How drink gaed round in cogs an' caups
    Amang the furms and benches,
An' cheese an' bread frae women's laps
    Were dealt about in lunches.
          An' dawds that day.
In comes a gancie gash guidwife,
    An' sits down by the fire.
Syne draws her kebbuck and her knife,
    The lasses they are shyer.
The auld guidmen about the grace
    Frae side to side they bother,
'Till some ane by his bonnet lays,
    An' gies them't like a tether.
          Fu' lang that day.
Waesaeks for him that gets nae lass,
    Or lasses that hae noething!
Sma' need has he to say a grace,
    Or melvie his braw claithing.
O wives be mindfu' ance yoursell,
    How bonnie lads ye wanted,
An' dinna for a kebbuck heel
    Let lasses be affronted,
          On sic a day!
Now Clinkumbell, wi' rattlein tow
    Begin to jow an' croon ;
Some swagger hame the best they dow,
    Some wait the afternoon.
At slaps an' billies halt a blink,
    Till lasses slip their shoon ;
Wi' faith and hope and love and drink,
    They're a' in famous tune
          For crack that day.

We will now, however, bid adieu for the present to church and chapel going in the olden time. The people of Meltham got tired, not of worshipping, but of travelling so far Sabbath after Sabbath ; and as they increased in numbers and importance, began to speculate about erecting an altar of their own. With whom, or in what year the idea first originated we have not been able to discover. We can, however, imagine some greyheaded old man of earnest faith plodding his weary way to Honley and back on a wintry Sabbath-day, stretching out his weary and aching limbs before the fire, being first struck with the idea and communicating it to some of his acquaintances, by whom no doubt if would be at first received as a visionary project. Once started, however, it was not destined again to be lost sight of. The very idea of having, a chapel of their own would cause the Sabbath day's journey to be a toilsome one to many, and make them enter into the scheme with greater earnestness. The matter was discussed, and in the year 1649, we find that it had made considerable progress, as in that year, a man named William Woodhead, whose family were all natives and residents of Meltham, but who, according to tradition, resided on some property situate at Dobcross, in Saddleworth, by will bequeathed the sum of forty shillings a year towards the maintenance of a minister, to preach the word of God at Meltham, if there should be a chapel there-erected. According to all that we have been able to discover, this is the first or earliest recorded allusion to the origin of the church, and it contains proof that in that year it was not fully decided whether one was to be erected or not. There is no clue as to who were among the first zealous forwarders of the project, except what is found in the above will, and some other documents of a similar kind belonging to a later date. Thus, a man of the name of Waterhouse, who succeeded William Woodhead to Saddleworth estate above mentioned, left the whole of the said property, subject to an annual rental of £3 per annum, to the minister at Meltham. In what year this bequest was made we have not been informed, but it affords proof that the whole of the family, through a many years were attached to the church at Meltham, and among the most earnest of those who bestirred themselves in the work of its first erection. About the latter end of the year 1649, or early in 1650, a decisive effort was made to give the project a tangible shape, and the success with which it was attended is indicated by the fact that on the 24th or 25th of August, 1651, Henry Silson[1], Bishop of Elphine, in Ireland, consecrated the chapel and chapel yard. We are not informed who furnished the means for the erection — we may safely infer however that no portion of the money came from the government, from the fact that Church of Englandism was then at a discount, and presbyterianism and independency the predominant religions of the country.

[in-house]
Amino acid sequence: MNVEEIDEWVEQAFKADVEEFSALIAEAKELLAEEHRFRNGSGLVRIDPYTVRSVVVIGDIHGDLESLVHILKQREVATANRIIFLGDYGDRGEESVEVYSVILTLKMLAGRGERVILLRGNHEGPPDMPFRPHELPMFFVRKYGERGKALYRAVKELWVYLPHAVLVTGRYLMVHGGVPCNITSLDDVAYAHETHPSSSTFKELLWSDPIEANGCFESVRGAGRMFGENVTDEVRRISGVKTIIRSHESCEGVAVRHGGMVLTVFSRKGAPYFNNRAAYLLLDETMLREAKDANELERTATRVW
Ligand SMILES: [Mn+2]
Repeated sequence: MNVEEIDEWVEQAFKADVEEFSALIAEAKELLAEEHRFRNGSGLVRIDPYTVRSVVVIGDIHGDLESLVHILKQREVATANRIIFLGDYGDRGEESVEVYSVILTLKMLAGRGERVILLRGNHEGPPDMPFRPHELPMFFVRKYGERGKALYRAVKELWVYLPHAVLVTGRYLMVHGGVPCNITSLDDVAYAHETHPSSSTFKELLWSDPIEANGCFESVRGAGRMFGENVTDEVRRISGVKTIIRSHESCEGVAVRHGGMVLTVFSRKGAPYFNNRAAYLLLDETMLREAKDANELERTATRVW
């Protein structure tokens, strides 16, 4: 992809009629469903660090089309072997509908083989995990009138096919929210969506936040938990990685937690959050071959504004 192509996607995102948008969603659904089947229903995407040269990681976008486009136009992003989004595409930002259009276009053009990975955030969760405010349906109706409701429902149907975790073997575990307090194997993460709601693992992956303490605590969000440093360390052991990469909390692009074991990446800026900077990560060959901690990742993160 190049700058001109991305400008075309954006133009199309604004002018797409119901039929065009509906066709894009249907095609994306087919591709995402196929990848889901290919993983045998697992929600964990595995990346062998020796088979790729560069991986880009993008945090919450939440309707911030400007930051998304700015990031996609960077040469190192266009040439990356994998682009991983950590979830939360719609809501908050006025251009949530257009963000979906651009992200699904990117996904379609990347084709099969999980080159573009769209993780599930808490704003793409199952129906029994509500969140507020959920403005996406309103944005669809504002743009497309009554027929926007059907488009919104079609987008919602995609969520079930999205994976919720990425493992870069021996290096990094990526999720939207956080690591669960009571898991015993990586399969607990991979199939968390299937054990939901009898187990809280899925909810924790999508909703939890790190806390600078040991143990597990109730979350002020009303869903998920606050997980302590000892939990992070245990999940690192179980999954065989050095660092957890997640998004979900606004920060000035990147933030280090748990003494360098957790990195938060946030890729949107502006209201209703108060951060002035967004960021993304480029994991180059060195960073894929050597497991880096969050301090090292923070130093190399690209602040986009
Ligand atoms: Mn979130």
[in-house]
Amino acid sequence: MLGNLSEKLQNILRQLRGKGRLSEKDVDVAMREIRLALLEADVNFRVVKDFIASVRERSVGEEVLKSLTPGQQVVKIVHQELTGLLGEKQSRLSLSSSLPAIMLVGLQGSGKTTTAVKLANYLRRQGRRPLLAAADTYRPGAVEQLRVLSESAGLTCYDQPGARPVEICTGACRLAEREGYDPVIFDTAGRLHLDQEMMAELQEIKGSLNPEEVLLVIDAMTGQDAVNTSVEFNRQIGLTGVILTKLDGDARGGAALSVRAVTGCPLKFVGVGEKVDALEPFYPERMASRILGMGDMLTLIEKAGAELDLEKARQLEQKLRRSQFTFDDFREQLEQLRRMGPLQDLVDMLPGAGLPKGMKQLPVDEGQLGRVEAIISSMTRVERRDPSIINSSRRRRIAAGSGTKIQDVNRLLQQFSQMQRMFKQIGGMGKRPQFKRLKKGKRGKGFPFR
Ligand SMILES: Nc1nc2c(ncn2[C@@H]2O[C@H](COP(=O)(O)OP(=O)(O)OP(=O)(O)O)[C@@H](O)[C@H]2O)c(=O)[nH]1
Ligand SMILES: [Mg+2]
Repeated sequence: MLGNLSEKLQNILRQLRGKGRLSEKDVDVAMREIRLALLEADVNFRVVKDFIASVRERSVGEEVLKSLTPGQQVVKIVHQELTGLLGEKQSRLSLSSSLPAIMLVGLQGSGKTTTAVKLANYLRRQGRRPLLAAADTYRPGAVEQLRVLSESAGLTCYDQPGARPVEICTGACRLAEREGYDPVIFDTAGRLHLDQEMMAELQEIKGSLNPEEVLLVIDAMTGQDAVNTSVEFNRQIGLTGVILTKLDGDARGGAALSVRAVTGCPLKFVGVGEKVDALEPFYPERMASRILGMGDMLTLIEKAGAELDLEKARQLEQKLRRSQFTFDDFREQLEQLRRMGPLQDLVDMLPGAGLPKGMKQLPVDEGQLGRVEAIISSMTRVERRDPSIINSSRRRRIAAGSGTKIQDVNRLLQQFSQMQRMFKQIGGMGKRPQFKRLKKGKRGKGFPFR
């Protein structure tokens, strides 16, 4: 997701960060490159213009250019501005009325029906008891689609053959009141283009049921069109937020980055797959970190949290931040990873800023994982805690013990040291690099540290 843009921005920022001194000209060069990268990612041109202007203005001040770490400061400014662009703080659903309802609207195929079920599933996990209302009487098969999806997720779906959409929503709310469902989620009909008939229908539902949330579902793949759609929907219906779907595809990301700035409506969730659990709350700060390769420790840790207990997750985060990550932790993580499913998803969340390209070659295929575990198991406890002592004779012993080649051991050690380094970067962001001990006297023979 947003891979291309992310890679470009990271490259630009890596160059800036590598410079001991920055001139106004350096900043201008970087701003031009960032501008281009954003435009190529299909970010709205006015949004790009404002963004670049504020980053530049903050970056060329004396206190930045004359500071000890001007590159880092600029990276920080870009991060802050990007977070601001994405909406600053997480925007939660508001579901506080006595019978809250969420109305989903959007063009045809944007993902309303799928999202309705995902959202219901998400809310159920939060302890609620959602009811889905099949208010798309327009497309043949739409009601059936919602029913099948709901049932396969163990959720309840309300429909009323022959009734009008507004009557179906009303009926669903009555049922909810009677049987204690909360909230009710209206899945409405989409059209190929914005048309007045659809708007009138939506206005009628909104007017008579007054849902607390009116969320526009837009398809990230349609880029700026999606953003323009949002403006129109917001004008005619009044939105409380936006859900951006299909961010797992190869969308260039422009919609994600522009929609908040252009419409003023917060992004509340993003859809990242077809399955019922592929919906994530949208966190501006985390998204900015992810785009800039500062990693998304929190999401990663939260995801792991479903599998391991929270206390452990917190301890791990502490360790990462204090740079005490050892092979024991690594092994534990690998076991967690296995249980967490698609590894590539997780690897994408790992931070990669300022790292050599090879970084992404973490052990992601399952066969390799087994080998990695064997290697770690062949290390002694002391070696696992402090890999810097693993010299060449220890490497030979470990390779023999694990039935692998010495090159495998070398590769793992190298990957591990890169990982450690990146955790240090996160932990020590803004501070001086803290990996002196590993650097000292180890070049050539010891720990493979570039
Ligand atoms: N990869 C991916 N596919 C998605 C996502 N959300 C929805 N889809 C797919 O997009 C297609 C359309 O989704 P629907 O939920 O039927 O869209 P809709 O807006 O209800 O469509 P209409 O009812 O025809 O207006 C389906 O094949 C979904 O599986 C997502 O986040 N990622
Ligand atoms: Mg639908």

In our next paper we shall trace the history of the church through the interval between its erection and the present time, noticing, as we proceed, the various incumbents who have administered to the spiritual wants of the people of Meltham.

Notes and References

  1. Bishop Henry Tilson.

Huddersfield Chronicle (24/Jan/1852) - Historical Sketch of Meltham Church


Articles about St. Bartholomew, Meltham | Articles from 1852 | Articles from the 1850s | Newspaper articles
This page was last modified on 27 September 2016 and has been edited by Dave Pattern.

Search Huddersfield Exposed